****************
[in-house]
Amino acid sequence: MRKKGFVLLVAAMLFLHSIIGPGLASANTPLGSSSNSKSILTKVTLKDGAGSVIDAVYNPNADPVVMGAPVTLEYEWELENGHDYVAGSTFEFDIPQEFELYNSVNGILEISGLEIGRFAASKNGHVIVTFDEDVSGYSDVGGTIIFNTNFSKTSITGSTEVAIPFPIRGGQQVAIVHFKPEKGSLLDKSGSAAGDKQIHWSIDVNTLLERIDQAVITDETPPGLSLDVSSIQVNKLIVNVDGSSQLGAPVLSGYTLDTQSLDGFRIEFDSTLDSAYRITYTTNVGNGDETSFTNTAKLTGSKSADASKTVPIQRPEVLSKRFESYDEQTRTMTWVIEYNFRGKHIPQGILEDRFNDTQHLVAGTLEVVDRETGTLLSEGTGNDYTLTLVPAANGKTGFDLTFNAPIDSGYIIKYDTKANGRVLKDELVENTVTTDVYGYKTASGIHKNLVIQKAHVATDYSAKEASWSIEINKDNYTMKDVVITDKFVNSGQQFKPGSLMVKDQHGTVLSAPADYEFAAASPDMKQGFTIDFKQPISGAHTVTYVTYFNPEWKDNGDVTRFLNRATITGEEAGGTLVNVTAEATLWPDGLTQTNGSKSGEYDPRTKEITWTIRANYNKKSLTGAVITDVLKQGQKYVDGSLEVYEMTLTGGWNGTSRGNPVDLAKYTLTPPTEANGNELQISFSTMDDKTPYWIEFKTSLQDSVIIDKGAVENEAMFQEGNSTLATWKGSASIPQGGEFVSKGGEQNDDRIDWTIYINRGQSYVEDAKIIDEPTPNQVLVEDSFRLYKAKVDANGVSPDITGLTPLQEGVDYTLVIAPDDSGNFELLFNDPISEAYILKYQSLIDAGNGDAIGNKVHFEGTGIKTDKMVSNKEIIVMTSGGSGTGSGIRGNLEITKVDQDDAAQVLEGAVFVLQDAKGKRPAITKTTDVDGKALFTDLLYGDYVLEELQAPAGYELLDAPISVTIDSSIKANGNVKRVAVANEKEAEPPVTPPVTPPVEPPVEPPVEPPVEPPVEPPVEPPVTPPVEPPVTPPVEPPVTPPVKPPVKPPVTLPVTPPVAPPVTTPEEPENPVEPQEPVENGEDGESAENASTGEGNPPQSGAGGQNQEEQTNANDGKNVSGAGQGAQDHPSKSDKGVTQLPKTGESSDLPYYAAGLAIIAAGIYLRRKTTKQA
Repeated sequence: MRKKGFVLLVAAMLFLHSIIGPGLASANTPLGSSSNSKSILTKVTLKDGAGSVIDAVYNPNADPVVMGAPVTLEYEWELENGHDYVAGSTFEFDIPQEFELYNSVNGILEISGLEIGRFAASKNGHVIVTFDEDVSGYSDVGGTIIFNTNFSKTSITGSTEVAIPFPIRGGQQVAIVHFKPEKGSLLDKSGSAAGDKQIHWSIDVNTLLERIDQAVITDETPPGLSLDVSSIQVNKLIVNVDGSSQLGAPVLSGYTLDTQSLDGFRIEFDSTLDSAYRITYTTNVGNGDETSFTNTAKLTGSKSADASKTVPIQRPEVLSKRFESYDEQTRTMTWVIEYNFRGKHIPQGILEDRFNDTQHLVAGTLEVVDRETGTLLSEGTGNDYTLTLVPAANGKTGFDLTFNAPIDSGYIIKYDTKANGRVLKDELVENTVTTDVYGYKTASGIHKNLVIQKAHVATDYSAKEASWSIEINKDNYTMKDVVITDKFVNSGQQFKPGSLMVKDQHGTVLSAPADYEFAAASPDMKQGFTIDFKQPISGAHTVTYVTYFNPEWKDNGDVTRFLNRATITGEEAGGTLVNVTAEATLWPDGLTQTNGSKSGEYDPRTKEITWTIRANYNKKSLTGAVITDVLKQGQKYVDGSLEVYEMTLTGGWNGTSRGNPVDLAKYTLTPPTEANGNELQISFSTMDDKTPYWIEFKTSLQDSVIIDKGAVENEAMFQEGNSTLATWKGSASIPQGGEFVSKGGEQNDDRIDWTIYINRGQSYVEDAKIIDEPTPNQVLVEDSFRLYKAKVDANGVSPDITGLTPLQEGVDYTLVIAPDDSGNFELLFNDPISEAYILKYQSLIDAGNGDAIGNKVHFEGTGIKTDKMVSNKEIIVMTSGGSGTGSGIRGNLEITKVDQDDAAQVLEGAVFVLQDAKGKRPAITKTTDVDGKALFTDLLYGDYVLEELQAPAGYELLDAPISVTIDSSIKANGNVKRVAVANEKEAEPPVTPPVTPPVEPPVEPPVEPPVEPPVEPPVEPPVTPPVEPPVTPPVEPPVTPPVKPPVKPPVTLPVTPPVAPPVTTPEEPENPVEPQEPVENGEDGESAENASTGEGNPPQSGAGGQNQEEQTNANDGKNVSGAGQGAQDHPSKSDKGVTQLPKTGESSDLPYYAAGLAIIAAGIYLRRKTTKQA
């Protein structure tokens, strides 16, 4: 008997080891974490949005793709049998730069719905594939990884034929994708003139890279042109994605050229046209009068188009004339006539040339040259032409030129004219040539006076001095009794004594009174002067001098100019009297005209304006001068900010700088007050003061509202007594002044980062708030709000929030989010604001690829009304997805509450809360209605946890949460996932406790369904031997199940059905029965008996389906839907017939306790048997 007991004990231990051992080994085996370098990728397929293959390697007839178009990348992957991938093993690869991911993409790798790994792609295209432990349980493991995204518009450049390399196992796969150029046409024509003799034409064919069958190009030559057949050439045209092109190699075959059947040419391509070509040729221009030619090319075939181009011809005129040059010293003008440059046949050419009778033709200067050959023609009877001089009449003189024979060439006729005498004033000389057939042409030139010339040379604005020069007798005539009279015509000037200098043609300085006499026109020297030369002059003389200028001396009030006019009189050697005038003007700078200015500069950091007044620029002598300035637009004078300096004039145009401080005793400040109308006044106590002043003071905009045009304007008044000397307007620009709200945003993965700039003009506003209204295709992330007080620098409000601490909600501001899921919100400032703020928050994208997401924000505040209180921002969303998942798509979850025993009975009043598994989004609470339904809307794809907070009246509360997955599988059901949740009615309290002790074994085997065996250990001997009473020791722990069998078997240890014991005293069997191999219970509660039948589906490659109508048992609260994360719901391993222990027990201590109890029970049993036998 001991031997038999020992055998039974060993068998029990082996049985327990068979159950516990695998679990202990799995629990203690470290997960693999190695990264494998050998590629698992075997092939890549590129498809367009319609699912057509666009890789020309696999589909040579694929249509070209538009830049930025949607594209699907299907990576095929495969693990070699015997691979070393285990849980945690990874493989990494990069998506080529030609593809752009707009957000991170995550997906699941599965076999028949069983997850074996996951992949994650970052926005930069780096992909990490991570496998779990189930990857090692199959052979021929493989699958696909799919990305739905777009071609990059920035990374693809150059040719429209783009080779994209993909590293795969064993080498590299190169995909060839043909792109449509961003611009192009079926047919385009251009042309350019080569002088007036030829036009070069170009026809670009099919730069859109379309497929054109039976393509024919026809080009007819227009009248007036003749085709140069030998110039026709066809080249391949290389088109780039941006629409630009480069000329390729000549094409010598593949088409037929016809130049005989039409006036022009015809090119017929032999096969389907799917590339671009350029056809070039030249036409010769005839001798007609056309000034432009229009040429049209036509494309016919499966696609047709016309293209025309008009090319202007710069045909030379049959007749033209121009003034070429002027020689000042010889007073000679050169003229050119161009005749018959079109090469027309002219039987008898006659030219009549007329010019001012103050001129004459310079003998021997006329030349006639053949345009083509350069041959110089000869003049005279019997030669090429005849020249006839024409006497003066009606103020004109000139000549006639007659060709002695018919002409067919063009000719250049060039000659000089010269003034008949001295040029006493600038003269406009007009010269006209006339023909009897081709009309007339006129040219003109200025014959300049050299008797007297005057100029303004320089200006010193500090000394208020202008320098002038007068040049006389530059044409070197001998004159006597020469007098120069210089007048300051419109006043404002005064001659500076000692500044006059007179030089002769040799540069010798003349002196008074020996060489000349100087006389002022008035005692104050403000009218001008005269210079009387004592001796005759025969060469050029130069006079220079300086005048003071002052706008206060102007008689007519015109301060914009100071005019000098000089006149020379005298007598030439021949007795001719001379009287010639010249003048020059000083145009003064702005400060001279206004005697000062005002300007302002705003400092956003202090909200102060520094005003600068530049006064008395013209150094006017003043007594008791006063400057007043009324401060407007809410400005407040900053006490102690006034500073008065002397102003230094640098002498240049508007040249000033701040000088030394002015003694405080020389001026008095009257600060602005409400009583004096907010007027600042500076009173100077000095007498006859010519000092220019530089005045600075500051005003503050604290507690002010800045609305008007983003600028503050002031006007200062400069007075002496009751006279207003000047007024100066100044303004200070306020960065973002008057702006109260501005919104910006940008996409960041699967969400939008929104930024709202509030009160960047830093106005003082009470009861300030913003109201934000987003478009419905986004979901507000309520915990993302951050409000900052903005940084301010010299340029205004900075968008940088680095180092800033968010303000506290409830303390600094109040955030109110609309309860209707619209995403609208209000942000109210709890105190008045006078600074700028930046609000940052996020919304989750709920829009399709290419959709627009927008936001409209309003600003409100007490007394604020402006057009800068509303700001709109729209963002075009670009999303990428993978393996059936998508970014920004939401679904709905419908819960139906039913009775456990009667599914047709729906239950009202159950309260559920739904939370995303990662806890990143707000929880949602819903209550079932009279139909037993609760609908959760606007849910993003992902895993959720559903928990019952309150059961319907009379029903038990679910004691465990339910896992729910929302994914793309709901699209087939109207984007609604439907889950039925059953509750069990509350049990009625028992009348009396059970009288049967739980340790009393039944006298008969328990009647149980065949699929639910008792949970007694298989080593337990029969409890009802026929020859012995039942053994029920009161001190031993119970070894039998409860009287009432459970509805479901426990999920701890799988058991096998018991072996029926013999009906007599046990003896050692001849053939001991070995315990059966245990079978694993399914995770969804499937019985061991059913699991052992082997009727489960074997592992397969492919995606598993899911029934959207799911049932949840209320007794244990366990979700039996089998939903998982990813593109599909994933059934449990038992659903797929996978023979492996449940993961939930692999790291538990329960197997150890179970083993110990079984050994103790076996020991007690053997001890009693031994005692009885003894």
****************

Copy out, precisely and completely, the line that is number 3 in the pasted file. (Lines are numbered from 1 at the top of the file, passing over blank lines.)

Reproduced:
Repeated sequence: MRKKGFVLLVAAMLFLHSIIGPGLASANTPLGSSSNSKSILTKVTLKDGAGSVIDAVYNPNADPVVMGAPVTLEYEWELENGHDYVAGSTFEFDIPQEFELYNSVNGILEISGLEIGRFAASKNGHVIVTFDEDVSGYSDVGGTIIFNTNFSKTSITGSTEVAIPFPIRGGQQVAIVHFKPEKGSLLDKSGSAAGDKQIHWSIDVNTLLERIDQAVITDETPPGLSLDVSSIQVNKLIVNVDGSSQLGAPVLSGYTLDTQSLDGFRIEFDSTLDSAYRITYTTNVGNGDETSFTNTAKLTGSKSADASKTVPIQRPEVLSKRFESYDEQTRTMTWVIEYNFRGKHIPQGILEDRFNDTQHLVAGTLEVVDRETGTLLSEGTGNDYTLTLVPAANGKTGFDLTFNAPIDSGYIIKYDTKANGRVLKDELVENTVTTDVYGYKTASGIHKNLVIQKAHVATDYSAKEASWSIEINKDNYTMKDVVITDKFVNSGQQFKPGSLMVKDQHGTVLSAPADYEFAAASPDMKQGFTIDFKQPISGAHTVTYVTYFNPEWKDNGDVTRFLNRATITGEEAGGTLVNVTAEATLWPDGLTQTNGSKSGEYDPRTKEITWTIRANYNKKSLTGAVITDVLKQGQKYVDGSLEVYEMTLTGGWNGTSRGNPVDLAKYTLTPPTEANGNELQISFSTMDDKTPYWIEFKTSLQDSVIIDKGAVENEAMFQEGNSTLATWKGSASIPQGGEFVSKGGEQNDDRIDWTIYINRGQSYVEDAKIIDEPTPNQVLVEDSFRLYKAKVDANGVSPDITGLTPLQEGVDYTLVIAPDDSGNFELLFNDPISEAYILKYQSLIDAGNGDAIGNKVHFEGTGIKTDKMVSNKEIIVMTSGGSGTGSGIRGNLEITKVDQDDAAQVLEGAVFVLQDAKGKRPAITKTTDVDGKALFTDLLYGDYVLEELQAPAGYELLDAPISVTIDSSIKANGNVKRVAVANEKEAEPPVTPPVTPPVEPPVEPPVEPPVEPPVEPPVEPPVTPPVEPPVTPPVEPPVTPPVKPPVKPPVTLPVTPPVAPPVTTPEEPENPVEPQEPVENGEDGESAENASTGEGNPPQSGAGGQNQEEQTNANDGKNVSGAGQGAQDHPSKSDKGVTQLPKTGESSDLPYYAAGLAIIAAGIYLRRKTTKQA